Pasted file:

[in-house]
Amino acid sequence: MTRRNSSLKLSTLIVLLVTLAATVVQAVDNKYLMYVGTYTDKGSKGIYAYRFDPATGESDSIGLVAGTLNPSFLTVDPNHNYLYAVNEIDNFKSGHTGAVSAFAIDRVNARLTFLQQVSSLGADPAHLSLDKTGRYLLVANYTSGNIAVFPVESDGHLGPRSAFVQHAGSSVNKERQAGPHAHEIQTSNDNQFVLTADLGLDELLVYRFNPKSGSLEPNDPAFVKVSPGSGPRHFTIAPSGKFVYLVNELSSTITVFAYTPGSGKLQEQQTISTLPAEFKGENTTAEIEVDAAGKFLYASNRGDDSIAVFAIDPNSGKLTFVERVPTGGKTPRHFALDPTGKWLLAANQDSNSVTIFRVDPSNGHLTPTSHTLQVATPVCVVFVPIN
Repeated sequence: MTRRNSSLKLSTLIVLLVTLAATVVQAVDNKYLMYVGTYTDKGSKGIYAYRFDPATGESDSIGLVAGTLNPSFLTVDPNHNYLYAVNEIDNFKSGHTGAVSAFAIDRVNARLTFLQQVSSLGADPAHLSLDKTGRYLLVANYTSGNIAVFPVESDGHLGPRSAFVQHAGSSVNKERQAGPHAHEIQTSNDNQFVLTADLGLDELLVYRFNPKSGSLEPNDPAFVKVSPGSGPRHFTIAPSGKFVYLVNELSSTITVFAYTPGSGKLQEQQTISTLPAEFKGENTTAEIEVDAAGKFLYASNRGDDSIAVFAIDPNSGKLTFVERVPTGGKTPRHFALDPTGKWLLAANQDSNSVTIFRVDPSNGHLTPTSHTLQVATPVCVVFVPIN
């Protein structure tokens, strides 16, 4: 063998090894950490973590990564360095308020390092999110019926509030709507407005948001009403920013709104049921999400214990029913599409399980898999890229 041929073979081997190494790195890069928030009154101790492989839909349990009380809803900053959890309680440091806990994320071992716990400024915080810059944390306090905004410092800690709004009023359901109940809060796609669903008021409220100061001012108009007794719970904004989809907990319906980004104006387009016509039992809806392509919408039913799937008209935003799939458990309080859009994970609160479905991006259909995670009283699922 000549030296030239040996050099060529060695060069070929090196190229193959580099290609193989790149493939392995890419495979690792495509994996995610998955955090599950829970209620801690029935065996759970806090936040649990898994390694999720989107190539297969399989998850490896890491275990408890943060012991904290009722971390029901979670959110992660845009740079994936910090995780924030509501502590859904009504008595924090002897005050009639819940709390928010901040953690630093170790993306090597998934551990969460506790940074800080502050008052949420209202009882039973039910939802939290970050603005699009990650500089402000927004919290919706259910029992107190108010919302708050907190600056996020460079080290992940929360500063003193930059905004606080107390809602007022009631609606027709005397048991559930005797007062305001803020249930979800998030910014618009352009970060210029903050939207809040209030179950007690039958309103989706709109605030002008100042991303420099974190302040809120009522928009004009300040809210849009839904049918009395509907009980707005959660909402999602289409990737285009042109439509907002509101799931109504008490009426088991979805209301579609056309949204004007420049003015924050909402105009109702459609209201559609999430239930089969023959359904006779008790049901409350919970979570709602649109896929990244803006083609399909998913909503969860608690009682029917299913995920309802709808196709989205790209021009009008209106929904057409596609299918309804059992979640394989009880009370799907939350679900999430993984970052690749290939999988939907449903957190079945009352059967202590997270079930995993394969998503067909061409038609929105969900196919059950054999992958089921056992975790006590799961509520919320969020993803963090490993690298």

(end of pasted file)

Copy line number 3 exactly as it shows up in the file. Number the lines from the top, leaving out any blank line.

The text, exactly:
Repeated sequence: MTRRNSSLKLSTLIVLLVTLAATVVQAVDNKYLMYVGTYTDKGSKGIYAYRFDPATGESDSIGLVAGTLNPSFLTVDPNHNYLYAVNEIDNFKSGHTGAVSAFAIDRVNARLTFLQQVSSLGADPAHLSLDKTGRYLLVANYTSGNIAVFPVESDGHLGPRSAFVQHAGSSVNKERQAGPHAHEIQTSNDNQFVLTADLGLDELLVYRFNPKSGSLEPNDPAFVKVSPGSGPRHFTIAPSGKFVYLVNELSSTITVFAYTPGSGKLQEQQTISTLPAEFKGENTTAEIEVDAAGKFLYASNRGDDSIAVFAIDPNSGKLTFVERVPTGGKTPRHFALDPTGKWLLAANQDSNSVTIFRVDPSNGHLTPTSHTLQVATPVCVVFVPIN